With markets across Northern Ireland feeling the pinch from supermarkets, internet shopping and the bad economy, more than half of the province's councils have assigned staff to work with and for market traders.
That could be a vital lifeline for struggling stallholders, who are usually small business owners – but North Down Borough Council hasn't assigned anyone.
That's according to information recently revealed in the Northern Ireland Assembly, which showed that 17 of Northern Ireland's 26 councils have at least one member staff working with and for traders to ensure they're 'included fully in the local and commercial community'.
Six of those 17 councils have between two and seven people helping out stallholders, while Belfast has a whopping 21 – understandable given the size of and demand for some of city's markets.
Yet even though Bangor is traditionally a market town and the regular Wednesday morning market is seriously struggling, having notoriously been withering away for years, North Down Borough Council hasn't assigned anyone to help out.
By contrast neighbouring Ards Borough Council has two members of staff working with and for traders, and its market is a comparatively well spoken of success.
The Assembly figures also show that North Down Borough Council has no active strategy in place to protect and promote market traders – though in fairness only a handful of councils do.
Belfast and Craigavon have both signed up to a nationwide scheme designed to regulate and protect markets, while Derry and Coleraine have their own strategies in place.
According to the Assembly information, no other council has anything up and running.
North Down Green Party councillor John Barry registered his disappointment with the situation, arguing that the council needs to support Bangor's market.
"There is a clear correlation between those councils that have invested in supporting their markets with dedicated staff and a bespoke strategy and the success of markets in those areas," he said.
"Belfast, for example, has spent time, funding and staff on St George's Market and it is a tremendous success – though that did not happen immediately.
"The lesson here is to see that we, as a council, at least put a strategy in place for the market to grow or develop, as opposed what often seems like our managing its graceful decline."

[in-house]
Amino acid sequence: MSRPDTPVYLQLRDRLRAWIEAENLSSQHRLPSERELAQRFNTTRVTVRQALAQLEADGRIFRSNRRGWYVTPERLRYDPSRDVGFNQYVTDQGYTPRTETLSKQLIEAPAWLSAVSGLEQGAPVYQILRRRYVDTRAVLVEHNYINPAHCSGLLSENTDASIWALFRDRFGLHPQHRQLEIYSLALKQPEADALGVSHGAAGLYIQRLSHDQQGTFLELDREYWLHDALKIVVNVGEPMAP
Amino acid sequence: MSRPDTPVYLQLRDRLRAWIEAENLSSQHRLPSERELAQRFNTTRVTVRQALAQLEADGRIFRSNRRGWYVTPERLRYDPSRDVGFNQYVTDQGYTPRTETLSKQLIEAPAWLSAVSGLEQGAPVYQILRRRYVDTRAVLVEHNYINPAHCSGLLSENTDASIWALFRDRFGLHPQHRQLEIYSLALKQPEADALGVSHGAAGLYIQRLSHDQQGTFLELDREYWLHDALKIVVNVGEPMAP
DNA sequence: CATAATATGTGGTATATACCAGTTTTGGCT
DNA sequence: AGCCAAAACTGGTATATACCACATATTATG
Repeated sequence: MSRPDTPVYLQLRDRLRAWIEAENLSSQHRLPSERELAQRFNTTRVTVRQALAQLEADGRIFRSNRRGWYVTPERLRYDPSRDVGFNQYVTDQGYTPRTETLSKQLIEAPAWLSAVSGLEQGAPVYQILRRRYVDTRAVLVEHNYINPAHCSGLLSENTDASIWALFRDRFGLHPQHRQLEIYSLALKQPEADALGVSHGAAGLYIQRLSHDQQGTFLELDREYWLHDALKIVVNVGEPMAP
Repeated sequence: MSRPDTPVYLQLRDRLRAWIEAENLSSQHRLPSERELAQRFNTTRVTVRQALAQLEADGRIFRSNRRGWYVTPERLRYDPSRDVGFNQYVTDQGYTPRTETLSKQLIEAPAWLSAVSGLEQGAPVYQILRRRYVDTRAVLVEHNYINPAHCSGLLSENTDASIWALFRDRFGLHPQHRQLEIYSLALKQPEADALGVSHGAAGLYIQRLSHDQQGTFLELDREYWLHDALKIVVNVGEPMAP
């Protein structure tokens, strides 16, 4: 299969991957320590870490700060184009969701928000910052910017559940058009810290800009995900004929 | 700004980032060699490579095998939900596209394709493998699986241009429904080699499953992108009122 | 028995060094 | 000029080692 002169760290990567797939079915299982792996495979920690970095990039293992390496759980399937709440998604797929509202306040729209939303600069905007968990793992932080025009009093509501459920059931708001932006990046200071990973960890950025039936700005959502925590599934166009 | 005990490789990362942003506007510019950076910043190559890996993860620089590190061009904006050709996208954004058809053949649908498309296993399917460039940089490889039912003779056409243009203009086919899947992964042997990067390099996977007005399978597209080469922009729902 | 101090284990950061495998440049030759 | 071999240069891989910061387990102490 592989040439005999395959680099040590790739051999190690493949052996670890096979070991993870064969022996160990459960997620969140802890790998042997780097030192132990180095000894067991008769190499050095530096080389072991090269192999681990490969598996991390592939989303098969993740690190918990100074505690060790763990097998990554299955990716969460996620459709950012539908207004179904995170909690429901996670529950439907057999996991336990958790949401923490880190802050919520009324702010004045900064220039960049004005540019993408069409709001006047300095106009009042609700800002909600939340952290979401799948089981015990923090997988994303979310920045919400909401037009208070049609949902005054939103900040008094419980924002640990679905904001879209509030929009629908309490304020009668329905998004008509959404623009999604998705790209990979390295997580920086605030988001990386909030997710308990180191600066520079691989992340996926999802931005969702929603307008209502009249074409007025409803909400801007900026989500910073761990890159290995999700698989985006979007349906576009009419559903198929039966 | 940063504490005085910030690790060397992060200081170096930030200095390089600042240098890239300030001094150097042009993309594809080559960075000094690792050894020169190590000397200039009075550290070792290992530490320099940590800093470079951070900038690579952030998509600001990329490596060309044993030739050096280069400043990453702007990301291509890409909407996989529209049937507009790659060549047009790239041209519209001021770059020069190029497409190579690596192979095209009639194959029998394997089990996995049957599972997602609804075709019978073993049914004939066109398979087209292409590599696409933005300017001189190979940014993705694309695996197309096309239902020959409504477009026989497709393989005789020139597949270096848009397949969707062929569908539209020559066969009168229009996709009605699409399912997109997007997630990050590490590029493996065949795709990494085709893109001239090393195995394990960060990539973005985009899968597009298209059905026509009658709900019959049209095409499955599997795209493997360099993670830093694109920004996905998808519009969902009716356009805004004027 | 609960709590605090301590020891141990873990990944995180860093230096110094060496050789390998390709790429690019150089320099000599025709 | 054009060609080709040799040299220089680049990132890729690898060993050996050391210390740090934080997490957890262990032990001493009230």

The Spectator contacted North Down Borough Council offering them the chance to comment on the absence of staff working with market traders and Mr Barry's views.
A spokeswoman insisted that the council 'has always supported the weekly market in Bangor' and that their 'key role' is making sure stallholders have 'a safe environment' in which to trade.
"Every week considerable council manpower is deployed to ensure the council meets this commitment, including organisation of the market pitches and cleaning the market area once trading is over," said the spokeswoman.
"The council also has some responsibility for promoting the market and a few years ago invested £45,000 on canopies to enliven the stalls and make them more attractive to customers."
The spokeswoman added that the council has spent years working with traders, town centre management and Asda in an attempt to track down 'a new place for Bangor market in the commercial life of the town'.
"This is despite [the market's] decline due to extremely difficult trading conditions, a situation facing many similar weekly markets across Northern Ireland," she said. "A report was presented to the council in February advising of the decrease in both the number of traders attending the market each week and the number of shoppers.
"The report highlighted the reasons for this decline - shopping habits have changed and there are much fewer consumers about during the week, the customers who do attend on a regular basis are from the older generation [and there is] fierce competition from local supermarkets.
"It was agreed that the council would continue to support the market and to seek to find ways it could be remodelled to better meet the needs of traders and the local business community. However, it was recognised that there will not be a simple solution to the current pattern of decline."